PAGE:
Personally, I’m a shower-girl, but I know it’s an issue that divides people. The fact is, though, that a shower will almost always use less water than a bath. If you don’t believe me, try putting the plug in next time you have a shower and see how much water you use. You’ll also probably be ready a lot more quickly, so this might be particularly attractive to your housemates, even if not for you!

6. Turn. The. Tap. Off.

On a similar note, think about your water usage when you’re brushing your teeth. Tempting as it is, don’t leave the tap running whilst you’re brushing away. That water is doing nothing, other than running straight down the plughole. Turn the tap off and enjoy your full two-minute scrub of your teeth – your dentist will thank you!

In your room

7. Turn down the heating, layer up the clothes

Given the weather we’ve had so far this year, this is not going to be a popular one, but there’s a huge amount of evidence to suggest that being heating-savvy will save energy and money. Even turning down the thermostat by one degree can have an impact, whilst putting on an extra layer is not much of a hardship. If you’re going away for the weekend, turn down the radiators in your room and keep doors closed to trap heat in the areas it’s most needed. You may even find that a slightly cooler house is better for your skin and hair! 

8. Unplug your gadgets

Hands up: who has a room where wires trail across the floor? We have so many rechargeable gadgets, from phones to tablets to laptops, and the majority of us leave our chargers plugged in even when we’re not charging them. Simply pulling the plug out or switching the socket off can help to reduce the amount of energy you’re wasting. Likewise, try not to leave televisions on standby as this still uses a tiny amount of electricity. Turn things off properly and hopefully you’ll see a difference in your energy consumption!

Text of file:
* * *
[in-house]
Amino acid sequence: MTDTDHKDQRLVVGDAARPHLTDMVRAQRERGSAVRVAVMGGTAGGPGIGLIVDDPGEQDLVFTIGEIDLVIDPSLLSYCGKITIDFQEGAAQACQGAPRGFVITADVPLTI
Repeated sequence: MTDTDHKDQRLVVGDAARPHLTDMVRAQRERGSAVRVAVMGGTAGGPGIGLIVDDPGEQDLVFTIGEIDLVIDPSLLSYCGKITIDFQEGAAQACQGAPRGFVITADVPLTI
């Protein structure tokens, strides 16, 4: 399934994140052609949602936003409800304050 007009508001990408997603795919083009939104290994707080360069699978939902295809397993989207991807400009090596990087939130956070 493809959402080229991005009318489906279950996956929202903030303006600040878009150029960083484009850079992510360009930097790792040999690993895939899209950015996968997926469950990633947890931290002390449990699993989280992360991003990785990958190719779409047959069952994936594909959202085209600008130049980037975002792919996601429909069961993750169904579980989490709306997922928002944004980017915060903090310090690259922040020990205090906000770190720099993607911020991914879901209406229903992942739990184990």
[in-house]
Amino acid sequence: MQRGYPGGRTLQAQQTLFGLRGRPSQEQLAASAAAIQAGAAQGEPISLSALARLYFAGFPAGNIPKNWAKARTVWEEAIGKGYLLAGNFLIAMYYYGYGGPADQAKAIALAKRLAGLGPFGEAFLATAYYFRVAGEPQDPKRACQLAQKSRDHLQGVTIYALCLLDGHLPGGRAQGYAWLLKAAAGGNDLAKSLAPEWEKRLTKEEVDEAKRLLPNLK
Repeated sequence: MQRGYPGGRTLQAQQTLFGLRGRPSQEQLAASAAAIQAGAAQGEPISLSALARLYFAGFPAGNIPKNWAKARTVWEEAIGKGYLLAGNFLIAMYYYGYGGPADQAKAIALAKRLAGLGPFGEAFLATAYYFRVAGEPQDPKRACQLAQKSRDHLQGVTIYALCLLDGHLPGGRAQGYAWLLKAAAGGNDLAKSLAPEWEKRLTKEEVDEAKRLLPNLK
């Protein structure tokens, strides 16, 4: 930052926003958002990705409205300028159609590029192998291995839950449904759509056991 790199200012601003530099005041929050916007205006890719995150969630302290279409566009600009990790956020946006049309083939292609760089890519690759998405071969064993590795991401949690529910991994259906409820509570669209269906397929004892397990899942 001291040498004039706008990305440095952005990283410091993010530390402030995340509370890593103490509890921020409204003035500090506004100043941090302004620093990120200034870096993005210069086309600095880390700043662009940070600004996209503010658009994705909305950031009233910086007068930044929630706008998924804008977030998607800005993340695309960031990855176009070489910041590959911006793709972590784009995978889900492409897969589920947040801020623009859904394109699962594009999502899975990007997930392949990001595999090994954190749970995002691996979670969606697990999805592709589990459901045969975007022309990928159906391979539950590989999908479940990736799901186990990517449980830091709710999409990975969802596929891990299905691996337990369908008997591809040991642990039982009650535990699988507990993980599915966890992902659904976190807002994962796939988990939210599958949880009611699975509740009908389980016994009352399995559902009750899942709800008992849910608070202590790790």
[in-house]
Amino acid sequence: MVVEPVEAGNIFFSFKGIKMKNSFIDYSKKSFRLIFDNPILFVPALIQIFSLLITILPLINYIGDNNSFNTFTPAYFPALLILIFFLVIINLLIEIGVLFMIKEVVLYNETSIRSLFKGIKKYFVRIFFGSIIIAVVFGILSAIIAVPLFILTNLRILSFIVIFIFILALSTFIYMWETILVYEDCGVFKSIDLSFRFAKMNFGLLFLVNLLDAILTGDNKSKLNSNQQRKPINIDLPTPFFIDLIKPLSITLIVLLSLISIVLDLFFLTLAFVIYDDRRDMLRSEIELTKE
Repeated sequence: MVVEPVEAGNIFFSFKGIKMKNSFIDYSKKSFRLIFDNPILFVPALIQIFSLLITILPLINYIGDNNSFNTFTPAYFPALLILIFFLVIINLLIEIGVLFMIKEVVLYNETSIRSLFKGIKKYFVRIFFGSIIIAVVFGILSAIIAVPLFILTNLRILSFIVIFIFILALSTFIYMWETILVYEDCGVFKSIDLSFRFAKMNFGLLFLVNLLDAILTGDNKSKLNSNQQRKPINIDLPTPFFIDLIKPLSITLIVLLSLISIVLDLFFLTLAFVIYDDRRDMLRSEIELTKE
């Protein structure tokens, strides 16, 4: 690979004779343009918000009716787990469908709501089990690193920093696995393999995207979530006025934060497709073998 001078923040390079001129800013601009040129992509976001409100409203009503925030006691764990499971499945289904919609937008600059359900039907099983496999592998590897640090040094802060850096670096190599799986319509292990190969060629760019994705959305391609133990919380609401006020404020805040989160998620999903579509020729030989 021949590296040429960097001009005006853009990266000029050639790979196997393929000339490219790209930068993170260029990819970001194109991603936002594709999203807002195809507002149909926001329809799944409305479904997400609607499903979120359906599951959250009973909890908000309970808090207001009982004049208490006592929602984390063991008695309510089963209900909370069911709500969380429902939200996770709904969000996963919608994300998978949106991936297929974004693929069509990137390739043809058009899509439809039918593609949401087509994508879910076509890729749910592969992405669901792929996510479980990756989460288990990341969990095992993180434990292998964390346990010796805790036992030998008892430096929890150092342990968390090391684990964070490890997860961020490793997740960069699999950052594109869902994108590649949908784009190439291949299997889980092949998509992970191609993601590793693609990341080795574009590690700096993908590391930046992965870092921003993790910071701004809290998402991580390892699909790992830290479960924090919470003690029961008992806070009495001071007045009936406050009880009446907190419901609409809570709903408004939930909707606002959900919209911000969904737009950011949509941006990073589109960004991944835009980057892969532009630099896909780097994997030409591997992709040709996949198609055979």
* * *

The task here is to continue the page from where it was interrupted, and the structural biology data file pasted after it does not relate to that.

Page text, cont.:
Out and about

9. Use refillable bottles and cups

Companies such as Starbucks and Pret-a-Manger are beginning to commit to help us avoid one-use cups and plastics. For several years, Starbucks has offered 25p off their drinks if you provide your own cup, and is trialling a 5p ‘latte-levy’ for those who want to continue to use the takeaway cups.

Meanwhile, Pret is promising to make free water available to customers, rather than encouraging the sale of more plastic bottles. Why don’t you commit as a student house to buying some refillable bottles and insulated cups so that you too can help cut-down on these one-use products?

10. Share your transport

Ideally, you’re walking, cycling or using public transport to get around, but sometimes that’s not the most practical option. If someone in your house is lucky enough to have a car, consider whether you can share lifts to campus or the shops.

They’ll probably be grateful for some petrol money and you’ll get where you want to go quicker – win-win! Think about sharing cabs or Ubers after nights’ out too. Again, it’ll be cheaper, possibly safer and much more fun than a taxi for one.